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Chu Promises to Tackle Climate Change and Seek Energy Independence

Nobel Prize-winning physicist Steven Chu promised Tuesday that if confirmed as energy secretary he will aggressively pursue policies aimed at addressing climate change and achieving greater energy independence by developing clean energy sources.

But he also told lawmakers that he views nuclear power and coal as critical parts of the nation's energy mix and said he was optimistic that ways can be found to make coal a cleaner energy source by capturing its carbon dioxide emissions.

Chu, nominated by President-elect Barack Obama to head the Energy Department, appeared before the Senate Energy and Natural Resources Committee where he received immediate support from both Democrats and Republicans.

Committee chairman, Sen. Jeff Bingaman, D-N.M., said Chu has "the insight and vision" to press Obama's energy policies at the department. Bingaman said he saw no serious opposition to Chu's nomination and that a committee vote approving his selection would like occur later this week.

Chu, a Chinese-America who has been director of the Lawrence Berkeley National Laboratory since 2004, told senators that climate change is "a growing and pressing problem" and the nation's dependence on oil represents a threat to the U.S. economy and security.

Of the risks from global warming, Chu said: "It is now clear that if we continue on our current path, we run the risk of dramatic disruptive changes to our climate system in the lifetimes of our children and grandchildren."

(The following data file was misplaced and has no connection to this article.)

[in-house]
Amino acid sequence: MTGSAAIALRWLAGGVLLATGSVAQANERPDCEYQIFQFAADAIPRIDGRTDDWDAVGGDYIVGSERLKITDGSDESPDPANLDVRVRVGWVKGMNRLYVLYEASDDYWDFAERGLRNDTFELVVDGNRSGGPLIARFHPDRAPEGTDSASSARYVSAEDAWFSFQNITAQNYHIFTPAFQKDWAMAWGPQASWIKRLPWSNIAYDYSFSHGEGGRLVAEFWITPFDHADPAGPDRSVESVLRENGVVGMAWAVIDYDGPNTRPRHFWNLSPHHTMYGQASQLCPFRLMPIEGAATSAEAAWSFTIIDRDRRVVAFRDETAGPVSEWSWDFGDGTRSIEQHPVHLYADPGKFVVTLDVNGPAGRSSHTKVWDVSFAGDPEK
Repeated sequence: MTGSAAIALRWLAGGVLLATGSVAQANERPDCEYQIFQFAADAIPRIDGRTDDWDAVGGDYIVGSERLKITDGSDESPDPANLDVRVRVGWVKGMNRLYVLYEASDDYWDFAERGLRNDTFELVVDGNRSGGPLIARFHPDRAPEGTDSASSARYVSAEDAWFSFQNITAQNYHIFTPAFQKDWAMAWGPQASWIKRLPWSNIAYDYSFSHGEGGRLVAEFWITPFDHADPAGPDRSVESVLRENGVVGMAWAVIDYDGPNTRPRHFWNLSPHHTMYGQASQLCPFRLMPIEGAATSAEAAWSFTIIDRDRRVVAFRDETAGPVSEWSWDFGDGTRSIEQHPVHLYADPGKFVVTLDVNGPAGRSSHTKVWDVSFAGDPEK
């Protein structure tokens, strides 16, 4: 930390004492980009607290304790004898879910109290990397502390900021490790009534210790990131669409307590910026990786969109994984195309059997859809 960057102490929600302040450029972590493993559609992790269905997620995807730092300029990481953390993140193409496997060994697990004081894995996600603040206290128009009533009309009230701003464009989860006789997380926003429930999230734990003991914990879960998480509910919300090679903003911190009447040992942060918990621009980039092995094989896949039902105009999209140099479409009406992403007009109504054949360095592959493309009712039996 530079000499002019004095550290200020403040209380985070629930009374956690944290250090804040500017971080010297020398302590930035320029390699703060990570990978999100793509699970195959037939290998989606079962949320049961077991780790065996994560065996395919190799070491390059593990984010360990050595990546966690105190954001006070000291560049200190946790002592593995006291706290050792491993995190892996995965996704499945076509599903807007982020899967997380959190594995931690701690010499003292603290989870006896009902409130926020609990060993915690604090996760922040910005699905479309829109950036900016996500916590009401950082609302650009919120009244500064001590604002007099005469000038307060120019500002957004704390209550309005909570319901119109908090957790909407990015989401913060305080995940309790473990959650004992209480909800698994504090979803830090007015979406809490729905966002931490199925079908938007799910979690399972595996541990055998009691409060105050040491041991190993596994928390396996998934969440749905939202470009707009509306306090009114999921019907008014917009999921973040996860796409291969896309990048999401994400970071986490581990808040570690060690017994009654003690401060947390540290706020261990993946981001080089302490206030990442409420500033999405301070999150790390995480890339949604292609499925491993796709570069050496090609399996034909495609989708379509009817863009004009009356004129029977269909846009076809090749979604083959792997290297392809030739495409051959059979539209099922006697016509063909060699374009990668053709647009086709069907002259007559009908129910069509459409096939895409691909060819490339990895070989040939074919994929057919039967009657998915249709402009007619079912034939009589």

Sen. Lisa Murkowski of Alaska, the committee's ranking Republicans, also called Chu well qualified, but pressed him on his position on offshore oil development and nuclear energy.

Chu said nuclear energy produces a fifth of the nation's electricity and 70 percent of the carbon-free electricity and "is going to be an important part of our energy mix." About domestic oil production, Chu reiterated Obama's views that some expansion of offshore oil and gas development should be included as a broader energy plan.

But Chu sidestepped Murkowski's question on whether he would oppose any reinstatement of a broad ban on offshore oil drilling on the Atlantic and Pacific coasts. "Improvements in energy efficiency is the one single factor that can most reduce our dependency on foreign oil," said Chu.

A widely respected scientist who shared a Nobel Prize in physics in 1997, Chu has been a strong advocate for more energy-related research, especially work on advanced biofuels and solar energy technologies. He has said that scientific research is key to tackling climate change, which he has argued cannot be ignored.

But Chu, when pressed by senators, also said coal must not be abandoned as a primary source of energy, although he promised that research into capturing carbon emissions -- pollution linked to climate change -- would be pursued aggressively.

"Some people think perhaps we can turn off coal," said Chu. "Even if we do it, China and India will not."

Chu has had little experience inside the Washington Beltway, although the laboratory he has headed is part of the system of federal research labs. He was chosen as director of the Berkeley lab in 2004 by the University of California, which runs the facility under contract with the Energy Department. During his tenure the lab has moved to the forefront in research into renewable energy and ways to improve energy efficiency.

Chu shared the Nobel Prize for physics in 1997 for finding a way to cool and trap atoms by using laser light. He is a former chairman of the physics department at Stanford University, and before that was head of the electronics research laboratory at Bell Labs.

If confirmed, Chu will head a department with a $25 billion budget and 14,000 employees and more than 193,000 contract workers. Its responsibilities cover a wide range, including setting appliance efficiency standards, overseeing a variety of energy research, assuring the reliability of the nation's nuclear warheads and disposing of nuclear waste.